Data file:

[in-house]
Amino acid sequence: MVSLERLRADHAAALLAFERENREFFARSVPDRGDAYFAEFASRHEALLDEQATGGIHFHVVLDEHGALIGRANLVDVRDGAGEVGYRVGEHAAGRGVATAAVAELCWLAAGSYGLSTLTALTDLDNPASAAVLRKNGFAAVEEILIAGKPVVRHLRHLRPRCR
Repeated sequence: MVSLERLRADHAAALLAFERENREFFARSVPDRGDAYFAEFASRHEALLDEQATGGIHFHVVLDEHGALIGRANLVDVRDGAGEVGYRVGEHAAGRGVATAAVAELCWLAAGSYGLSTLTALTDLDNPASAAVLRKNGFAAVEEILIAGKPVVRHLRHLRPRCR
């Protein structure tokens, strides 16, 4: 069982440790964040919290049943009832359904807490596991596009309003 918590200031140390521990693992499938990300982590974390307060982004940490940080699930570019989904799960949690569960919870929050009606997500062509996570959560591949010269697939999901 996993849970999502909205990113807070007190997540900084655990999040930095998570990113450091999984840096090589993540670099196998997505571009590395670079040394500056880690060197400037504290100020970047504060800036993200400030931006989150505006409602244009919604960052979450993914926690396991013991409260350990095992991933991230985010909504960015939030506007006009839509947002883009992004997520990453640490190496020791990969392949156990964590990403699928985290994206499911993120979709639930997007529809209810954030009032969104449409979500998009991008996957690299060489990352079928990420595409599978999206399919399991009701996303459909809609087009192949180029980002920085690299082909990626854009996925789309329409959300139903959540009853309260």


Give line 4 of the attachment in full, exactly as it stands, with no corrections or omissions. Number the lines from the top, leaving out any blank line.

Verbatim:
């Protein structure tokens, strides 16, 4: 069982440790964040919290049943009832359904807490596991596009309003 918590200031140390521990693992499938990300982590974390307060982004940490940080699930570019989904799960949690569960919870929050009606997500062509996570959560591949010269697939999901 996993849970999502909205990113807070007190997540900084655990999040930095998570990113450091999984840096090589993540670099196998997505571009590395670079040394500056880690060197400037504290100020970047504060800036993200400030931006989150505006409602244009919604960052979450993914926690396991013991409260350990095992991933991230985010909504960015939030506007006009839509947002883009992004997520990453640490190496020791990969392949156990964590990403699928985290994206499911993120979709639930997007529809209810954030009032969104449409979500998009991008996957690299060489990352079928990420595409599978999206399919399991009701996303459909809609087009192949180029980002920085690299082909990626854009996925789309329409959300139903959540009853309260």